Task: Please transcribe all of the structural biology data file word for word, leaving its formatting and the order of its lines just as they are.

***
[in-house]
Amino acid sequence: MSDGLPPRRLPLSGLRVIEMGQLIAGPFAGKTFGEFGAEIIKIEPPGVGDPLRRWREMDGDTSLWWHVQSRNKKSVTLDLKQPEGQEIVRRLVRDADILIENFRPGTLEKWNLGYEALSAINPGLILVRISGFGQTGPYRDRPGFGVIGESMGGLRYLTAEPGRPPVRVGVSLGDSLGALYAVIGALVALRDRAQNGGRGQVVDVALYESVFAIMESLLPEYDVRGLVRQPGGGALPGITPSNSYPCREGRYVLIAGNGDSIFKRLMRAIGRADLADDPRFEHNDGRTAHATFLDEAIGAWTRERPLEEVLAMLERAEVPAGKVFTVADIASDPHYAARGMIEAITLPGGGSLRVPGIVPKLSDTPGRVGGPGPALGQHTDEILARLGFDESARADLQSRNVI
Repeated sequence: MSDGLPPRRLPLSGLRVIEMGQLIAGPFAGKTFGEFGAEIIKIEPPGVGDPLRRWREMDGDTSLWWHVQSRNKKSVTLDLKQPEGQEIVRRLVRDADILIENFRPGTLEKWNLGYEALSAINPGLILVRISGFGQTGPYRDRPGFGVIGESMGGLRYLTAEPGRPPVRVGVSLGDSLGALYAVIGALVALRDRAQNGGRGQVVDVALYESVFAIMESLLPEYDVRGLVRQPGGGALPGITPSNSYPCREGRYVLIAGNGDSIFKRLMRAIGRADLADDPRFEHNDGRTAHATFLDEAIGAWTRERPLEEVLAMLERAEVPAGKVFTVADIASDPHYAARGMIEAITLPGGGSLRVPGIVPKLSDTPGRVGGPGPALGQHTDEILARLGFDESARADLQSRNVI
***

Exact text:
[in-house]
Amino acid sequence: MSDGLPPRRLPLSGLRVIEMGQLIAGPFAGKTFGEFGAEIIKIEPPGVGDPLRRWREMDGDTSLWWHVQSRNKKSVTLDLKQPEGQEIVRRLVRDADILIENFRPGTLEKWNLGYEALSAINPGLILVRISGFGQTGPYRDRPGFGVIGESMGGLRYLTAEPGRPPVRVGVSLGDSLGALYAVIGALVALRDRAQNGGRGQVVDVALYESVFAIMESLLPEYDVRGLVRQPGGGALPGITPSNSYPCREGRYVLIAGNGDSIFKRLMRAIGRADLADDPRFEHNDGRTAHATFLDEAIGAWTRERPLEEVLAMLERAEVPAGKVFTVADIASDPHYAARGMIEAITLPGGGSLRVPGIVPKLSDTPGRVGGPGPALGQHTDEILARLGFDESARADLQSRNVI
Repeated sequence: MSDGLPPRRLPLSGLRVIEMGQLIAGPFAGKTFGEFGAEIIKIEPPGVGDPLRRWREMDGDTSLWWHVQSRNKKSVTLDLKQPEGQEIVRRLVRDADILIENFRPGTLEKWNLGYEALSAINPGLILVRISGFGQTGPYRDRPGFGVIGESMGGLRYLTAEPGRPPVRVGVSLGDSLGALYAVIGALVALRDRAQNGGRGQVVDVALYESVFAIMESLLPEYDVRGLVRQPGGGALPGITPSNSYPCREGRYVLIAGNGDSIFKRLMRAIGRADLADDPRFEHNDGRTAHATFLDEAIGAWTRERPLEEVLAMLERAEVPAGKVFTVADIASDPHYAARGMIEAITLPGGGSLRVPGIVPKLSDTPGRVGGPGPALGQHTDEILARLGFDESARADLQSRNVI